Beth G. Kopin
Inches to Metric: Zionism Through Design

Inches to Metric: Buying a Home in Israel #2c-What?

Before and after, notice cinderblock wall on left, electric chiseled into wall

What do you need/want in an Israeli apartment?

This part of my series deals with technical aspects of the home. There is much to think about…

Walls? Typical apartments/buildings are built from cinderblock. Block is used for exterior structure, separation between apartments and as walls between rooms. In Jerusalem limestone is applied directly to the block on the exterior (zoning requirement keeps our beloved city beautiful and golden). Why cinderblock? Buildings can be erected quickly, economically and block helps retain the cool, especially in hot/humid climates. Tiles are placed over block in bathrooms and kitchens (no need for cement board/drywalling).

There are a few challenges to building with block. They are hollow, hanging heavy cabinets requires reinforcement and installing electric wiring requires chiseling into the block. Interior walls are being constructed with metal studs and drywall in some of the newer apartments/buildings. Wiring in hollow walls (drywall over studs) is easy. Drywall makes sense for homes that have sophisticated electrical systems, soffits, HVAC systems (requiring duct work), internet, and security.

Windows?  Thermopane/insulated glass windows is a newer concept. Most buildings have non insulated windows which are placed directly into an opening. Consider yourself lucky if you have caulk between the window and the block wall! There is never wrap on the inside/outside of the building or between the windows and walls (protection from extreme temperature changes). Non insulated windows can have condensation when the heat is on in the winter. Water may run down the walls causing bubbling or mold. You can buy better quality windows but it is costly. Some buildings do not allow this, it changes the appearance of the exterior.

Ventilation? Most homes do not have exhaust fans in the kitchen or bathrooms! The kitchen stove is typically placed under a window to allow the steam/smoke to escape. The bathroom usually has a window near the kitchen (not ideal) and mold accumulates in bathrooms. It is preferable to have exhaust fans.

Sun exposure? Our home has a South Eastern exposure giving us soft sun in the am. By 10:00 the deck is shaded and we get full sun until 3:00/15:00 in our garden. Our neighbors on the other side of our building have blazing sun from noon until nightfall. Blinds are very important they keep the sun/heat and dust out of homes! Best if you can have electric blinds (ease of use), with a possible manual over-ride for shabbat.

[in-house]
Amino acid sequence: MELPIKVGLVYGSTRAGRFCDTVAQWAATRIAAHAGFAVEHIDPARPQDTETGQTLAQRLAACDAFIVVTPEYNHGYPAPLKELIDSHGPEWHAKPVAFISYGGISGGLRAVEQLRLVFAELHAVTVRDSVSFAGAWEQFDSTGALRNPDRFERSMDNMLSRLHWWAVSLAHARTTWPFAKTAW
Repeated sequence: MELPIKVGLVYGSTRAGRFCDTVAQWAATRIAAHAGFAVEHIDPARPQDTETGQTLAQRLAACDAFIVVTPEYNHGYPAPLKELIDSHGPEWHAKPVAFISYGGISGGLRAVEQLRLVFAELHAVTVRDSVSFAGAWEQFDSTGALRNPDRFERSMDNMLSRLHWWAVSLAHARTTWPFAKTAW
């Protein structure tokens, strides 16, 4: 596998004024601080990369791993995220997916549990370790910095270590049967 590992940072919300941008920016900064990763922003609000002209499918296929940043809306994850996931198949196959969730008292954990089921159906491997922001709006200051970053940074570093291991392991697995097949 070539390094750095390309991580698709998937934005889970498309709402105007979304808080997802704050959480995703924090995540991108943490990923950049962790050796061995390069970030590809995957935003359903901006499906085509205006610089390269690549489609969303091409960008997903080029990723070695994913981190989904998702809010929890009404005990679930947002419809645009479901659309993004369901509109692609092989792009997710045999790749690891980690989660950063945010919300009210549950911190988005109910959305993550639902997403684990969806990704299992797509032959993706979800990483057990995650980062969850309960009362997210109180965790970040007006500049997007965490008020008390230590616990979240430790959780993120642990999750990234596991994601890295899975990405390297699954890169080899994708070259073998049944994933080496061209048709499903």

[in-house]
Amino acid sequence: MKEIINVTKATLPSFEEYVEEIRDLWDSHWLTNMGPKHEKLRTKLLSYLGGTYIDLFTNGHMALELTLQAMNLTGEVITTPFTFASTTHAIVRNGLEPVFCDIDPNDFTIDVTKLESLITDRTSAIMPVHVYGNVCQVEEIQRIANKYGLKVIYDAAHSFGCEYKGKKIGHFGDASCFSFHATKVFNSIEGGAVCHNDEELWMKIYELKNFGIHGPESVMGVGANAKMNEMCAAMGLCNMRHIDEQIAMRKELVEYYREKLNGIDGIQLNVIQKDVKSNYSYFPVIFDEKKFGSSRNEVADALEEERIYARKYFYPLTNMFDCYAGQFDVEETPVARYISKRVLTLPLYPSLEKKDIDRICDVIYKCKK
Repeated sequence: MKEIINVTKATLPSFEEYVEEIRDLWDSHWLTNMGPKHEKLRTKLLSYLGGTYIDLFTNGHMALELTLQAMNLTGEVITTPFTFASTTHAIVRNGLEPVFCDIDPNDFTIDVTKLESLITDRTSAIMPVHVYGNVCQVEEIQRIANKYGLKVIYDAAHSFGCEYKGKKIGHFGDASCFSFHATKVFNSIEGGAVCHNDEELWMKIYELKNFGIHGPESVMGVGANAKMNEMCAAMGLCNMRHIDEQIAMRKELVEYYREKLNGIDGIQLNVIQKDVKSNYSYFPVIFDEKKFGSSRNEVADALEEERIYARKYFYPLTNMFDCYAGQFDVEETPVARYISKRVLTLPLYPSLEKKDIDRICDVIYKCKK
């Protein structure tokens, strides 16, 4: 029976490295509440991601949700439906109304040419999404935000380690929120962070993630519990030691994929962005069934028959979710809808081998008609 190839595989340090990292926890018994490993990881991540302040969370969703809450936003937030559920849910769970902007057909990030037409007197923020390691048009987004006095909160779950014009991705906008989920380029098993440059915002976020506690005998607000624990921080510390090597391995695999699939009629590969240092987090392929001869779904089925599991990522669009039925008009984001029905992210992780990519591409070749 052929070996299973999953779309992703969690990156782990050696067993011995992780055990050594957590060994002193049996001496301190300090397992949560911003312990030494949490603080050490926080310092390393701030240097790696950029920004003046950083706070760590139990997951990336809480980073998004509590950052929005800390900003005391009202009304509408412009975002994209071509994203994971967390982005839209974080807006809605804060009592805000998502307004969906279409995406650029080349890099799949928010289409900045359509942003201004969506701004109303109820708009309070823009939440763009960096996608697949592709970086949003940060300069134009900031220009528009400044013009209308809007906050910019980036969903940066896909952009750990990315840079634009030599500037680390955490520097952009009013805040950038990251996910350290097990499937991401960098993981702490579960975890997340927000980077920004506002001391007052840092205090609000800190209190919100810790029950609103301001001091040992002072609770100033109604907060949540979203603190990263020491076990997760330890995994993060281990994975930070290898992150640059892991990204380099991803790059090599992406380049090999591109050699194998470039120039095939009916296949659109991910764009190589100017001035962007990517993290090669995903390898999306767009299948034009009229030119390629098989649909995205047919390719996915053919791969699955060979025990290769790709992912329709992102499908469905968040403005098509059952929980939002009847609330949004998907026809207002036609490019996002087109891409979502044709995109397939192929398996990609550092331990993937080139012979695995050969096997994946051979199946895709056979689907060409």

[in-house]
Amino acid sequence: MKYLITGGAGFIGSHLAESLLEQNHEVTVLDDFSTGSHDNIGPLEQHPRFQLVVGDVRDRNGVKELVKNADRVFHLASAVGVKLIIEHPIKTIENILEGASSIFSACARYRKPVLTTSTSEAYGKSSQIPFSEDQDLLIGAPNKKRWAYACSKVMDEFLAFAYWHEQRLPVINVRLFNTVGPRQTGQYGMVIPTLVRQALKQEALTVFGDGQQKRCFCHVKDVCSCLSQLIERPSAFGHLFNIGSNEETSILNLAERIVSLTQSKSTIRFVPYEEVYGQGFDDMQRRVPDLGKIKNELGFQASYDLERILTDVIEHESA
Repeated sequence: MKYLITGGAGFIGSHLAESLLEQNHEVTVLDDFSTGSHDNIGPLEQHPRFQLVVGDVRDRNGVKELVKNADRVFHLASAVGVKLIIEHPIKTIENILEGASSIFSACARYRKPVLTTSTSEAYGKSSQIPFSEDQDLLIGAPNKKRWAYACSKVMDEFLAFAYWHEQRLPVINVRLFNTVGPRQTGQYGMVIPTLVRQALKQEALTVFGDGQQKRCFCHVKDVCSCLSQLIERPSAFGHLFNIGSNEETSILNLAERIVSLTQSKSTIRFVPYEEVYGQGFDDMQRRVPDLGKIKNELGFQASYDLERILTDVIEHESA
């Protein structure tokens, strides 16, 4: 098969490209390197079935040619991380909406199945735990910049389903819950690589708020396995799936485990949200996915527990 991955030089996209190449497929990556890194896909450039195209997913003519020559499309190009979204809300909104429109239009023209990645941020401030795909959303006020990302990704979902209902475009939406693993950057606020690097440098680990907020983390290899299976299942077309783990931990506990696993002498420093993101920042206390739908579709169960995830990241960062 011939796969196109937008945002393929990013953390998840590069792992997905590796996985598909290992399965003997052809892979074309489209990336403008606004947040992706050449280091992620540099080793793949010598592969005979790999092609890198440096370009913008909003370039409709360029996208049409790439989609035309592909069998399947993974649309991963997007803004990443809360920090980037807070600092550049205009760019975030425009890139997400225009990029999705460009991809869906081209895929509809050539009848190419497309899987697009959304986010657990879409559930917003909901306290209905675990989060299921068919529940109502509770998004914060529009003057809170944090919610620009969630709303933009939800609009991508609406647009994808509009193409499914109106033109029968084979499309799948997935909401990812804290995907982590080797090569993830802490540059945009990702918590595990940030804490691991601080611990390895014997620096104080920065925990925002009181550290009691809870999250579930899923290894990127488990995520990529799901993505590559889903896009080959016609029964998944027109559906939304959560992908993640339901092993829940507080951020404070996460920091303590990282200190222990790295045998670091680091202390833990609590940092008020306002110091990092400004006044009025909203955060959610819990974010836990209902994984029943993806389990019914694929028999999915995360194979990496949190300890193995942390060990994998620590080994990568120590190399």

Security? We live on the garden level…

We Installed:

  • heavy duty mechanized security blinds in our living room (avoid bars), bars on bedroom windows, and an industrial door with window panes in the office
  • interior/exterior security system with alarm and cameras (with phone app) allowing us to see our home when abroad
  • exterior motion detector lights

Kitchens? Israeli kitchen layout differs from the US. The US typically has the following; sink under a window, stoves are a focal point with pretty exhaust hoods centrally located, and walk in pantry. Most kitchen sinks in Israel face walls, stoves are under windows, upper cabinets never go wall to wall, and no pantry.

Cabinets? Custom cabinets from fine cabinet makers or ready made cabinets from kitchen stores are available. Kitchen stores draw up your space, provide a layout of your kitchen, sell and install the cabinets. When working with a builder/contractor you will go to one of his sources/kitchen stores to select cabinets. TIP-remember to ask for samples (not common) to ensure you are getting what you selected. It’s more challenging to do custom but there is freedom in layout, selection and style.

Kosher? How do you define your kosher? I have worked in the Charedi (ultra religious) community for several years. My first Charedi client found me web surfing, he was from the US and wanted a US trained designer with an American aesthetic. I realized my type of “Kosher/Jewish home” was different than his in how he wanted to design his home. I found it amusing that within the Charedi world there were disagreements on how to live/design a proper Charedi home. It was fascinating… I was trained in “Charedi boot camp”, and loved it!

Outdoor space? An interesting topic of conversation was terraces and how to use them; closest to the kitchen, bedrooms, dining or did it matter. My Israeli born clients did not view the terrace as outdoor living space, US born clients saw value in putting the terrace closest to the kitchen so the kids could play outside and for bar-b-quing ease.

Stay Tuned…

About the Author
Beth Kopin is a trained interior architectural designer from the US. She has experience in the design/construction world that spans thirty years, and works and lives in both Chicago and Arnona, Jerusalem. She commutes regularly between the two cities. She brings her work ethic, training and US standards to Israel. Beth has surrounded herself with extremely talented trades. Her design team developed a way to CAD (computer aided design) plans in both US and metric standards. This enables both the US born clients (some of which live in Israel, some as second homes), and Israeli trades to better understand the plans, ensuring a more fluid communication. She is able to help bridge the gap of cultural differences, manage expectations, relate often confusing metric standards, as well as all the basic elements of designing a beautiful and functional home. Beth@KopinInteriors.com, KopinInteriors.com
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